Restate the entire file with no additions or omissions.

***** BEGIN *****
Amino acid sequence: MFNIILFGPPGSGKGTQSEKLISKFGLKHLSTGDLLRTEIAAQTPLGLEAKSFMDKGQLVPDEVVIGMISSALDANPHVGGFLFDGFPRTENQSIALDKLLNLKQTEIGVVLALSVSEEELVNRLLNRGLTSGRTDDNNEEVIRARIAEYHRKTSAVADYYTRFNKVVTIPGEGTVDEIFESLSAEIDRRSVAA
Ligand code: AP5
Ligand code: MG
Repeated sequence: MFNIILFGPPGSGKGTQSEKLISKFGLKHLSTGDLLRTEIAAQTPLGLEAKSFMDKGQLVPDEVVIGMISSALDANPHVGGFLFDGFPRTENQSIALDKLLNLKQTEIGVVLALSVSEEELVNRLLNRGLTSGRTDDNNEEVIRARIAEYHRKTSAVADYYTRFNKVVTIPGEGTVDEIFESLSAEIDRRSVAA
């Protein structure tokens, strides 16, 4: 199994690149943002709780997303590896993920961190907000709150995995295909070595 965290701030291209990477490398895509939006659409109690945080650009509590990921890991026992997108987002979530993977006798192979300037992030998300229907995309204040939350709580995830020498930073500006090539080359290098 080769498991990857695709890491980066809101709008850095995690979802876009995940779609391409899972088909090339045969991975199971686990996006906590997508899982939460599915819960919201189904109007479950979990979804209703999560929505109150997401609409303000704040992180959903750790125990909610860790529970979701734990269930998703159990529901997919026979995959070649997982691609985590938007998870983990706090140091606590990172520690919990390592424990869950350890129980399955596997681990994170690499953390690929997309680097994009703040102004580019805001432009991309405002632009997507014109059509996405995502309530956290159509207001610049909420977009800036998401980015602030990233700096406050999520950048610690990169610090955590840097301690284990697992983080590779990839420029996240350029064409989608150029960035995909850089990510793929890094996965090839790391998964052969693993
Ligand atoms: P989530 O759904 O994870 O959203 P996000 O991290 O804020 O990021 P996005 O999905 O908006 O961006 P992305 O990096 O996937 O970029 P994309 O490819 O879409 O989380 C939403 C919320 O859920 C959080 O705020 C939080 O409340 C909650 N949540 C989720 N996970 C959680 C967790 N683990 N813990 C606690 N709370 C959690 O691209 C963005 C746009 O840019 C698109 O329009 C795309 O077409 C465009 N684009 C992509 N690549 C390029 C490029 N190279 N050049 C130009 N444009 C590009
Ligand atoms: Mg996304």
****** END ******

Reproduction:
Amino acid sequence: MFNIILFGPPGSGKGTQSEKLISKFGLKHLSTGDLLRTEIAAQTPLGLEAKSFMDKGQLVPDEVVIGMISSALDANPHVGGFLFDGFPRTENQSIALDKLLNLKQTEIGVVLALSVSEEELVNRLLNRGLTSGRTDDNNEEVIRARIAEYHRKTSAVADYYTRFNKVVTIPGEGTVDEIFESLSAEIDRRSVAA
Ligand code: AP5
Ligand code: MG
Repeated sequence: MFNIILFGPPGSGKGTQSEKLISKFGLKHLSTGDLLRTEIAAQTPLGLEAKSFMDKGQLVPDEVVIGMISSALDANPHVGGFLFDGFPRTENQSIALDKLLNLKQTEIGVVLALSVSEEELVNRLLNRGLTSGRTDDNNEEVIRARIAEYHRKTSAVADYYTRFNKVVTIPGEGTVDEIFESLSAEIDRRSVAA
């Protein structure tokens, strides 16, 4: 199994690149943002709780997303590896993920961190907000709150995995295909070595 965290701030291209990477490398895509939006659409109690945080650009509590990921890991026992997108987002979530993977006798192979300037992030998300229907995309204040939350709580995830020498930073500006090539080359290098 080769498991990857695709890491980066809101709008850095995690979802876009995940779609391409899972088909090339045969991975199971686990996006906590997508899982939460599915819960919201189904109007479950979990979804209703999560929505109150997401609409303000704040992180959903750790125990909610860790529970979701734990269930998703159990529901997919026979995959070649997982691609985590938007998870983990706090140091606590990172520690919990390592424990869950350890129980399955596997681990994170690499953390690929997309680097994009703040102004580019805001432009991309405002632009997507014109059509996405995502309530956290159509207001610049909420977009800036998401980015602030990233700096406050999520950048610690990169610090955590840097301690284990697992983080590779990839420029996240350029064409989608150029960035995909850089990510793929890094996965090839790391998964052969693993
Ligand atoms: P989530 O759904 O994870 O959203 P996000 O991290 O804020 O990021 P996005 O999905 O908006 O961006 P992305 O990096 O996937 O970029 P994309 O490819 O879409 O989380 C939403 C919320 O859920 C959080 O705020 C939080 O409340 C909650 N949540 C989720 N996970 C959680 C967790 N683990 N813990 C606690 N709370 C959690 O691209 C963005 C746009 O840019 C698109 O329009 C795309 O077409 C465009 N684009 C992509 N690549 C390029 C490029 N190279 N050049 C130009 N444009 C590009
Ligand atoms: Mg996304």